ANALYSIS | Has Ultimate Fighting developed a social conscience?

The UFC is talking about "giving back to communities," even schools. But is it real or a marketing gambit to help with future expansion?

In the lead-up to a high-profile night of fights in Toronto on Saturday (Dec. 10), the Ultimate Fighting Championship is taking some notable and perhaps controversial steps to burnish its public profile, with an eye to expanding into other Canadian markets.

Just over a year ago, for example, the mixed martial arts spectacles were banned in Ontario. Now, UFC promoters are in talks with the city of Toronto about working with school children.

"When I opened up this office back in June of last year, I made a commitment that UFC would give back to communities where it was holding events," says Tom Wright, director of Canadian operations for UFC, the promotion company that sponsors these pay-per-view elimination battles between martial arts combatants.

To this end, a number of UFC fighters, including London, Ont., native Sam Stout, took part in a speaking event at the Rogers Centre earlier this week to raise awareness of social issues like bullying.

The previous week, the Toronto Star reported that councillor Doug Ford, brother of Mayor Rob Ford, had sent a memo to some Toronto school trustees touting UFC Community Works, a program that promotes fitness, discipline and respect through mixed martial arts training and face-to-face sessions with UFC fighters.

"Good corporations give back to their communities," Wright says. But he also acknowledges that the league is looking to expand its big pay-per-view events beyond its current markets in Toronto, Montreal and Vancouver.

"We will look to some other big cities: Calgary, Edmonton, maybe Ottawa," says Wright, adding that he's also interested in staging smaller events in Halifax, Quebec City and Winnipeg.

In a relatively short period of time, mixed martial arts has grown from being vilified for its perceived bloodlust to almost mainstream entertainment.

The most convincing evidence may be UFC 129, the pay-per-view event that took place in Toronto on April 30, 2011. More than 55,000 fans streamed to the Rogers Centre to witness it in person.

'Masterful marketing'

The sport's growing credibility is mainly due to some savvy marketing, say experts.

Dana White, president of the Ultimate Fighting Championship, in Brazil in August 2011. The martial arts promoter is staging fights all over the globe. (Associated Press)

"The perception has been that [mixed martial arts] is violent and it doesn't have any rules. But they've had a masterful marketing and public relations program for a long time to make the brand more generally acceptable," says Cary Kaplan, president of Cosmos Sports Marketing in Toronto.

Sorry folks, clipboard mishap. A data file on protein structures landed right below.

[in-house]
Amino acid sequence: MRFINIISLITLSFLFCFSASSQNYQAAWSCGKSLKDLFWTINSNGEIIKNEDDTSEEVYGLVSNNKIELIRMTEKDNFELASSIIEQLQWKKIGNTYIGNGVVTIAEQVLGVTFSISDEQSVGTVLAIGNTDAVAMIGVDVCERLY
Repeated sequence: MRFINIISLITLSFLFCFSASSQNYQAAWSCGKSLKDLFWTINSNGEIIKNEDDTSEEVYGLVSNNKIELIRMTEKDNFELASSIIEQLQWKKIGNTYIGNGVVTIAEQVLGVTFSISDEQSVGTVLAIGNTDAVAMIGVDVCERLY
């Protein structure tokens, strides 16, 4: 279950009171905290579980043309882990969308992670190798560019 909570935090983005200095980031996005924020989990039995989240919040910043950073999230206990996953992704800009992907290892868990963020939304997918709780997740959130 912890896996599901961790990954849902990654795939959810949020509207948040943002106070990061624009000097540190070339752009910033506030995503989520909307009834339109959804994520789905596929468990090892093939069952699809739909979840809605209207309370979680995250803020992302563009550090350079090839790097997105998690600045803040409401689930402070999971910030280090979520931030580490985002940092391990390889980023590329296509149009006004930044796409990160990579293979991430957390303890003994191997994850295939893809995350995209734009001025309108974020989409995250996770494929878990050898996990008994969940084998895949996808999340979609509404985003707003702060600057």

Part of that approach includes taking steps to make the sport safer.

"When mixed martial arts started, it was very much a boxer versus a wrestler, karate fighter versus a ninjutsu fighter. They would just go, no holds barred," says Norm O'Reilly, professor of sports business at the University of Ottawa.

"Now there are more rules, the referees are much more involved. [The promoter] is more cognizant of the risks to fighters."


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Wright says that, unlike wrestling, UFC emphasizes the athleticism of the fighters as well as the authenticity of the actual matches — every punch and kick is real.

According to Kaplan, one of the shrewdest moves the league made was to produce the reality series The Ultimate Fighter for the American network Spike TV.

A behind-the-scenes look at certain UFC fighters, the show demonstrated the intensity of the training regimen as well as the anguish of losing matches.

Fighters in schools

Rather than glorifying the bloodthirsty elements of the sport, it made the fighters more relatable, says Kaplan, and consequently broadened the audience for UFC.

"Those shows aren't watched by 21-year-old guys who are looking for blood," says Kaplan. "They're watched by families, people in older demographics, that end up identifying with the athletes."

The league has also played up the personalities, like Georges St. Pierre, the chiseled three-time UFC champion from Montreal.

"He's a proud Canadian, he's a great fighter, he's a clean fighter, he's brilliant with the media, he's good-looking, women like him," says O'Reilly.

At the Toronto event in April, the league announced UFC Community Works, an outreach initiative aimed at teaching children and at-risk youth about the benefits of fitness and discipline.

In response to Doug Ford's overture, some Toronto school trustees have expressed concern that extreme fighters are not appropriate role models for students. But Wright thinks the concern is misplaced.

"The first thing that they teach you when you go into a dojo or a karate class is they teach you about discipline and honour and sportsmanship and leadership," he says.

"These are great qualities. What parent wouldn't want their kid to be exposed to those things?"

However, O'Reilly says that while he thinks UFC has been "very smart" about trying to shift perceptions of their brand for the mass market, "I don't think there's any place for them in schools.

"I don't know if parents would want a UFC fighter in a school with 11 year olds."

While the Toronto controversy is likely to persist, it's also a sign of ultimate fighting's growing popularity.

Still,  Kaplan warns that the UFC should be cautious about expanding too quickly into too many markets.

"You want to have a regular amount of fights, but you have to be careful not to over-saturate," he says.

"If they doubled or tripled the number of fights they had, then you start getting to a point where it gets much easier to get a ticket, and the value decreases."